the COVID period, The Ministry of Health has formed an ad hoc committee with the mandate to review the
prototypes to ensure their safety before use.
The Committee comprises of a nurse, and anaesthesiologist and a member each from KEBS and the
 Section 63 and 64 of the Competition Act.
 W.R. Norris, Tort Liability That May Attach to Intellectual Property Licensing, 13 J. Marshall L. Rev. 105 (1979)
 Steven Gaber, Economic Effects of Product Liability and Other Litigation Involving the Safety and Effectiveness of Pharmaceuticals, (RAND Corporation, 2004). See also, WK Viscusi, MJ Moore, ‘Product Liability, Research and Development, and Innovation’, (1993) 101 Journal of Political Economy 161.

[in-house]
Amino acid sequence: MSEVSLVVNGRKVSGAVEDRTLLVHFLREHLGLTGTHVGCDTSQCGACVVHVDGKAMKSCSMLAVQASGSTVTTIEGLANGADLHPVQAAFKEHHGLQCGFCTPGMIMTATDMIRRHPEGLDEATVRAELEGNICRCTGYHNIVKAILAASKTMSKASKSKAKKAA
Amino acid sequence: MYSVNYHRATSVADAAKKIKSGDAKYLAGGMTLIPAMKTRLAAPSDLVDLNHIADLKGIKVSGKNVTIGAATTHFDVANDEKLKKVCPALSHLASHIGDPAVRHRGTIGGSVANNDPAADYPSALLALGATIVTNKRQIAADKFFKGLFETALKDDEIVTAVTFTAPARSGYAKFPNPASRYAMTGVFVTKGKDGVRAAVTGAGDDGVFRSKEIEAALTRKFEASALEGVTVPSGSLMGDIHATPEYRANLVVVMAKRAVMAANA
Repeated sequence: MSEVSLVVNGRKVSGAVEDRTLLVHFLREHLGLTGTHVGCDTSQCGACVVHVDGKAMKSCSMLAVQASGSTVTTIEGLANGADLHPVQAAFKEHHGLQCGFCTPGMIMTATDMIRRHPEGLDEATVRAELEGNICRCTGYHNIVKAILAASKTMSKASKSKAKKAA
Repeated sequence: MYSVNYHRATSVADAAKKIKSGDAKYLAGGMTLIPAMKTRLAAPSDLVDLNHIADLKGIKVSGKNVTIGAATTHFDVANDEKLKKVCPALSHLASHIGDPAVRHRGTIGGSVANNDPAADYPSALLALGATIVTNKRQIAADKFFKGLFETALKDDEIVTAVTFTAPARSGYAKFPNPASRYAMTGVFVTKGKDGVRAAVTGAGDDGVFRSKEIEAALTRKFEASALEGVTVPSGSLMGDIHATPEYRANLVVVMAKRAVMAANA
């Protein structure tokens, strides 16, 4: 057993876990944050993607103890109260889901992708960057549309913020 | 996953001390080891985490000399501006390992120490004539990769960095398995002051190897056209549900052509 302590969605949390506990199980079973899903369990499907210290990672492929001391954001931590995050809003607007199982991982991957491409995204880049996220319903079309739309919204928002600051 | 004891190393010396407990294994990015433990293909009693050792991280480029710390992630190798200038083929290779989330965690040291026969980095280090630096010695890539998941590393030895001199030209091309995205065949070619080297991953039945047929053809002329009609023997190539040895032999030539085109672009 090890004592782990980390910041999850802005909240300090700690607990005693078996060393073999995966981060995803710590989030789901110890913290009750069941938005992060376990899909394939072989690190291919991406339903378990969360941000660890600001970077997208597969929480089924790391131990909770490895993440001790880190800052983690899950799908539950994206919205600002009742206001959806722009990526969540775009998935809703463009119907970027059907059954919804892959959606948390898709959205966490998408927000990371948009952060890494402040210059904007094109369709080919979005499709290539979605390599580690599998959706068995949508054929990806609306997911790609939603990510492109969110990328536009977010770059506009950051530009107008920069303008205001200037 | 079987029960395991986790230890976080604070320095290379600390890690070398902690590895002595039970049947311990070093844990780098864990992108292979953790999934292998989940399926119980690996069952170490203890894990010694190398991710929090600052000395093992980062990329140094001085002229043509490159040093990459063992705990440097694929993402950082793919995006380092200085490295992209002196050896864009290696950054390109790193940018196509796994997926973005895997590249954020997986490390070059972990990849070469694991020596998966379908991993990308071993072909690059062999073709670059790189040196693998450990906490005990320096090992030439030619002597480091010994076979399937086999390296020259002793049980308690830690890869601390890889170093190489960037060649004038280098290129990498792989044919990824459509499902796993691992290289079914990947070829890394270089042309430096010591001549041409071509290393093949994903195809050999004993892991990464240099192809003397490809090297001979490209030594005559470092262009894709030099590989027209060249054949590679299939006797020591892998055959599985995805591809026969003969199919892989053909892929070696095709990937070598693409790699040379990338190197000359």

Buss, Melissa Evans (2000) “Products Liability and Intellectual Property Licensors,” William Mitchell Law Review: Vol. 27: Iss. 1, Article 28.
 WA Dreier, ‘A Question for Liability: Who’s to Blame when Products Developed by Licensees Cause Unforeseen…?’ < https://norrismclaughlin.com/articles/a-question-of-liability-whos-to-blame-when-products-developed-by-licensees-cause-unforeseen/ > accessed 5 June 2020
 Sections 62 – 66 of the Health Act, 2017.